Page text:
: I thought it was odd, self-indulgent, and egotistical enough that Madonna of the one name now wants to be called Esther by her Kabbalah klatch.
It’s all the worse when I looked up Jewish girls’ names for this post and found that Esther means “star.”
I think we should pick a different name for Madonna/Esther. My favorites: Hadassah (means ornament, which is true enough) or Leah (means tired, which is even truer).
: Not that the one has anything to do with the other, other than a Yiddish gag or two, but go see Steven I. Weiss’ complaint to MediaBistro and Gawker for exclusing Jewish editors from the editor hot-or-not contest.
: I have a strange thing for Ikea; have since I first walked into its pine-sawdust-scented space. It’s the perfect store for the unhandy handyman, that’s me. It’s a store that makes a social statement: Poor young people need to sit, too. I bragged for years that I got an entire dining room set in the back of my Honda Civic hatchback; it’s a damned engineering marvel. And the meatballs are good.
It’s so crazed that my wife and I actually went to vacation in Sweden because we (I) liked Ikea so much: Any country that can create this must be worth visiting, I said. And it was worth visiting: A country with the culture of Europe and the convenience of America with beautiful women (they really) where everyone speaks better English than anyone in America.
When I started Entertainment Weekly, famed adman Donny Deutsch, then a bit of whippersnapper, was our agency and when he got the Ikea account, I sat in my office and showed him my Ikea furniture there and told him all the Ikea furniture we had in our home. “Man,” Donny said, “you are seriously disturbed.” That’s how Donny talked even then. I think there was an F word in there somewhere.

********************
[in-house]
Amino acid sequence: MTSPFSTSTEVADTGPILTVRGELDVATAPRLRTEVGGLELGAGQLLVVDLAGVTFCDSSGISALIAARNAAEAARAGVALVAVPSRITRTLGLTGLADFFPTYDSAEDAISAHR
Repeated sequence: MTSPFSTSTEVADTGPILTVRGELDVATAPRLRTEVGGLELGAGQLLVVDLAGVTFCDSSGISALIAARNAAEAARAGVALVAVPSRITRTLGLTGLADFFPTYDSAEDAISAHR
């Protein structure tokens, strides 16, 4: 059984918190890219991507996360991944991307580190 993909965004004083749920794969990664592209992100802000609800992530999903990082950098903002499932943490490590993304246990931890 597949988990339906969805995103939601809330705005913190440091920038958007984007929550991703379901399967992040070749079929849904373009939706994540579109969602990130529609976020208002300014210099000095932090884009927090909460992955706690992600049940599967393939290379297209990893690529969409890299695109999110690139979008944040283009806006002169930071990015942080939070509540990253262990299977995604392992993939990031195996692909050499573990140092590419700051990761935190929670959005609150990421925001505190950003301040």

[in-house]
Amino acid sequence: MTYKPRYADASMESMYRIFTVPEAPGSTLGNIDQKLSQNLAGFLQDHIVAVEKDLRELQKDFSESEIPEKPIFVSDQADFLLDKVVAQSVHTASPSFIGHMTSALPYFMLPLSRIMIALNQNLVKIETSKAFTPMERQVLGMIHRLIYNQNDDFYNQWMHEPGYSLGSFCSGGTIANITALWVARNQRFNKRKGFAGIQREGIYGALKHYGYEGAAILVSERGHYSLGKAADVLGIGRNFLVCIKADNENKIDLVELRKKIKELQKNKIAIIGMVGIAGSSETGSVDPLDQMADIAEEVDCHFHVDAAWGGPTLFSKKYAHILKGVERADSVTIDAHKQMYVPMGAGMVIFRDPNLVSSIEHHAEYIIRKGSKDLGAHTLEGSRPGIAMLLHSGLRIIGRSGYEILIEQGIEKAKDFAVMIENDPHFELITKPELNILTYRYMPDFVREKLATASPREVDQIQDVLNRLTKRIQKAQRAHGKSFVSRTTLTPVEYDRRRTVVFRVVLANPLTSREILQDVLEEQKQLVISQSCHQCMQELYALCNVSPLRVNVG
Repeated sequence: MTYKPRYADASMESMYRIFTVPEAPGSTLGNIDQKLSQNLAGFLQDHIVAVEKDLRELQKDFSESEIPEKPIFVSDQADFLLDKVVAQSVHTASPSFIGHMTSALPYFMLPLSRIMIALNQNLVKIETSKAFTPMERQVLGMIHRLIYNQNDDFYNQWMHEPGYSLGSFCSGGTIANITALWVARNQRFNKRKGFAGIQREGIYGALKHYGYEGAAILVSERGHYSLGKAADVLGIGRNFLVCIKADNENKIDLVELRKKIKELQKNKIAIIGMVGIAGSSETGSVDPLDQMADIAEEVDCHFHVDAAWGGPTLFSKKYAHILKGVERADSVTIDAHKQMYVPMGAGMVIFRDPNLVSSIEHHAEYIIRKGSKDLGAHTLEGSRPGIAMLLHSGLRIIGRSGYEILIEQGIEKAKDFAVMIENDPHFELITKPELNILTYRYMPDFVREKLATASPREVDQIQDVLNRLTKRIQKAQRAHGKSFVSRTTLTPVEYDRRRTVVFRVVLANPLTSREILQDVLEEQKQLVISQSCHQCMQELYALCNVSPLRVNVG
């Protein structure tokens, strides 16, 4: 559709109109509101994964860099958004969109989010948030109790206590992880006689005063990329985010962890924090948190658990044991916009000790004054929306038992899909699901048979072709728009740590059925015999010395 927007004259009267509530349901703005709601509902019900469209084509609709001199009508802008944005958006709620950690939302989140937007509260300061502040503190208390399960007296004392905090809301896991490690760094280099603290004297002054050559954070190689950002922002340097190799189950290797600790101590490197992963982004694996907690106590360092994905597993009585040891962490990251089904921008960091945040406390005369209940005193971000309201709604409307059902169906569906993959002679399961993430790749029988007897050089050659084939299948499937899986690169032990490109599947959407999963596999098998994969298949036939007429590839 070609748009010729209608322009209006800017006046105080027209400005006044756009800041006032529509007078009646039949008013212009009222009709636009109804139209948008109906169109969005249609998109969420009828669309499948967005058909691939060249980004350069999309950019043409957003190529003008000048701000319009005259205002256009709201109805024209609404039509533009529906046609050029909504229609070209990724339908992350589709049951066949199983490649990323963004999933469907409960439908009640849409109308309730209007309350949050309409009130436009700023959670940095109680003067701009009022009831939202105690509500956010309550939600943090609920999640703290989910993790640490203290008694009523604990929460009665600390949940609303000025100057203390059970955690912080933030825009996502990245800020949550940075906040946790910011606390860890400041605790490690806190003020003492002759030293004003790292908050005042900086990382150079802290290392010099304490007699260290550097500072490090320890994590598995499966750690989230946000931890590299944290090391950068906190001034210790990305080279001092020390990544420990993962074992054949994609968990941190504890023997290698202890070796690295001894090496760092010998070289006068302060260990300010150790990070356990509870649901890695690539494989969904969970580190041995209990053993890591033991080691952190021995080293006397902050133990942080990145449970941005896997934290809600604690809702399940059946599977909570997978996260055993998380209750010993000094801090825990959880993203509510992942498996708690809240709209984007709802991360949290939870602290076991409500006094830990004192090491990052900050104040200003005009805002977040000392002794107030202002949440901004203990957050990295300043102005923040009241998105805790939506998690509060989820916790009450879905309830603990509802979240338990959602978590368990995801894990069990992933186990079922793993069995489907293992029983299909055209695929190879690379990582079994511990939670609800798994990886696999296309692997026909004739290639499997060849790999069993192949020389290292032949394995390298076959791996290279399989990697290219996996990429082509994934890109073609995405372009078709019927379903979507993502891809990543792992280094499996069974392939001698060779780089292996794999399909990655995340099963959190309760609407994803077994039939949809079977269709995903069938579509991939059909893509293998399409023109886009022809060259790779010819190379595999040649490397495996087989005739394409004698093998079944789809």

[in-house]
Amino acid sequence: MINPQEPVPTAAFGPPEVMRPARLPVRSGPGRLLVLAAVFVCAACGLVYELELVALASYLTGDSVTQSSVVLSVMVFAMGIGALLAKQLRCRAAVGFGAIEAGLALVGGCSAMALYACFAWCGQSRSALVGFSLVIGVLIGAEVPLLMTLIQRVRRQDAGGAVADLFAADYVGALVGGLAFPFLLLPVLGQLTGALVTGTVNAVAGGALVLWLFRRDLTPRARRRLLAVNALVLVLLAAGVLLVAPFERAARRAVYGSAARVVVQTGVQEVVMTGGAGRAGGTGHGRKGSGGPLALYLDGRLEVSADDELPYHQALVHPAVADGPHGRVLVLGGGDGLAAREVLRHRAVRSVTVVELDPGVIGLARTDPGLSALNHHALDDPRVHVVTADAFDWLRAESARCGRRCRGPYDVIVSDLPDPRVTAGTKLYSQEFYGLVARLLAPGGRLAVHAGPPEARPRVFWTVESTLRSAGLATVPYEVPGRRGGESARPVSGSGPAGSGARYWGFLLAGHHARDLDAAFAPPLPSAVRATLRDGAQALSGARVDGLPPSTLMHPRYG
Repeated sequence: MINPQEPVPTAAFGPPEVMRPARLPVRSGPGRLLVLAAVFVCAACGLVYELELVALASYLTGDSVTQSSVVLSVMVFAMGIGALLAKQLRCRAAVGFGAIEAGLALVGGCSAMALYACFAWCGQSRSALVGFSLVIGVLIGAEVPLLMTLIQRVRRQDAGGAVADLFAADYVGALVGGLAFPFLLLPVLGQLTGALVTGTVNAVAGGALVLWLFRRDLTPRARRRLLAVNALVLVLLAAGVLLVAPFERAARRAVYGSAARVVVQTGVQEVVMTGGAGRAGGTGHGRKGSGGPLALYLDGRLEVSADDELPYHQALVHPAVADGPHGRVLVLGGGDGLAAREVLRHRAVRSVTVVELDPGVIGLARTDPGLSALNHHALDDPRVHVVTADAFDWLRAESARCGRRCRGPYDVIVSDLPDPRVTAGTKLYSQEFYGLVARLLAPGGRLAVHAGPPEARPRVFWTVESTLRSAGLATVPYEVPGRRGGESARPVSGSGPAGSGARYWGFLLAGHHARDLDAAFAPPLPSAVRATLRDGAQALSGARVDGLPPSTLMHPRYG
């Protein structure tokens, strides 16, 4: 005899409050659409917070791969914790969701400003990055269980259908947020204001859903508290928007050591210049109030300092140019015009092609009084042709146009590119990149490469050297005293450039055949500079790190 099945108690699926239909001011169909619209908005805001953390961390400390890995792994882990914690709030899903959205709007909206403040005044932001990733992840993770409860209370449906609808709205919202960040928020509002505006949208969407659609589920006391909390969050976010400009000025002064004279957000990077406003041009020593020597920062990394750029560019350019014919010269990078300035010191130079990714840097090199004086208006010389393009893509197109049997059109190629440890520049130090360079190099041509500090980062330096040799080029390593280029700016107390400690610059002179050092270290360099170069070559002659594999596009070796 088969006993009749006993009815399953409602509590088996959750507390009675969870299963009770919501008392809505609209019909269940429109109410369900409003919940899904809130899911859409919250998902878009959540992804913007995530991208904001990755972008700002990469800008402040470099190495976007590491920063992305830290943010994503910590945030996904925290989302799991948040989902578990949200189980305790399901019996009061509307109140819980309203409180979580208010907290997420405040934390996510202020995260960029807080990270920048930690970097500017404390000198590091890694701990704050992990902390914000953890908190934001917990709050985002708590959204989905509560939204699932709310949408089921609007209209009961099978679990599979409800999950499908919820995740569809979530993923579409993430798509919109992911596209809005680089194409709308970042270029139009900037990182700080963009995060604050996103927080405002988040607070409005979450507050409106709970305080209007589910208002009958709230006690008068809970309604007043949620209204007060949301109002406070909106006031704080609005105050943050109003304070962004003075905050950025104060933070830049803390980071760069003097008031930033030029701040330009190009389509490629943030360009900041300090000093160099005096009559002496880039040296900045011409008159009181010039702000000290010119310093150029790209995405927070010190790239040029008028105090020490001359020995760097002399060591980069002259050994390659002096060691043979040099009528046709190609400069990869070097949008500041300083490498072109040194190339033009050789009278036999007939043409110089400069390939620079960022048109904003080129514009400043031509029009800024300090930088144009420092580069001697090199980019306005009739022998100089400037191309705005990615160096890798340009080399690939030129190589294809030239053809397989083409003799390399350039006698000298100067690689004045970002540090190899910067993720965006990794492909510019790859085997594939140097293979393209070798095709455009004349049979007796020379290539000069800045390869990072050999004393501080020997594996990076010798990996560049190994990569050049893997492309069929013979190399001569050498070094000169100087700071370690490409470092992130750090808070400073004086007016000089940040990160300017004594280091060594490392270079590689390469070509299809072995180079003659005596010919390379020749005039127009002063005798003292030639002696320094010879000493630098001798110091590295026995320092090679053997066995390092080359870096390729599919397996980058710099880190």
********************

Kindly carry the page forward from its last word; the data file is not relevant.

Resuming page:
Most of our Ikea furniture is gone, now that we’ve grown up. Just last week, the kid-tolerant coffee tables went. Some shelves will never die but all in all, our Ikea is fading like the color of my hair.
But it’s still in my genes, my Ikea fetish. So when I saw this on Gizmodo, I wanted to get it and sit on the floor and make a chair again, for old time’s sake.
: My favorite marketing man, Hugh McLeod, says something too nice.
Now the truth is that Hugh leaves an A-list blog’s worth of comments here and I’m lucky that he does; I always enjoy seeing his latest.
Not in recompense but just because it reminds me, I have to tell you that there is something cooler than handing out your blogcards from Hugh: Handing one out to someone only to find that they hand you a blogcard in return. That happened to me a week ago. It should happen more. So go buy blogcards. Don’t be caught at your next panel without them.
: I am one of, I’m sure, many who got an email from one Christian Purdy, “associate director of publicity” (I’m guessing $19.5/year) for a small publisher offering to have Cass Sunstein, prof at the U of Chicago Law School, guest blog: “Need a break from the daily grind of your blog? Why not let Cass Sunstein guest blog for a day?”
Now the fact that I consider Sunstein’s Republic.com a brainless piece of drek-think and academic sensationalism devoid of intelligence and experience about its subject and bankrupt in its analysis makes it, well, unlikely that would happen.
What gets me about this is that the guy would be cheeky/snotty enough to have someone send blog spam on his behalf. I’d respect the idea a helluva lot more if he actually sent the email himself (or at least had the technical savvy — which he certainly doesn’t have, as his book proves — to fake it). Just because Larry Lessig has someone weirdly write about him in third person on his own site doesn’t mean every law professor needs his Boswell ghost.
Or why don’t you just get a blog yourself, Prof?
: VC David Hornik has finally had it. All social software panels are the same. And so, as a public service, he transcribes the latest so you don’t need to bother attending the next:
“Welcome blah blah blah relationship capital blah blah blah social contracts blah blah blah media businesses blah blah blah identify the rabid fans of the iPod blah blah blah utility media blah blah blah this is the future of the web blah blah blah RSS blah blah blah Spam blah blah blah killer app blah blah blah business model blah blah blah advertising model blah blah blah is this a product or a feature blah blah blah a feature doesn’t make a business blah blah blah leveraging relationships blah blah blah decentralized system blah blah blah privacy concerns blah blah blah profiling people blah blah blah social networking is blogging dumbed down for the masses blah blah blah…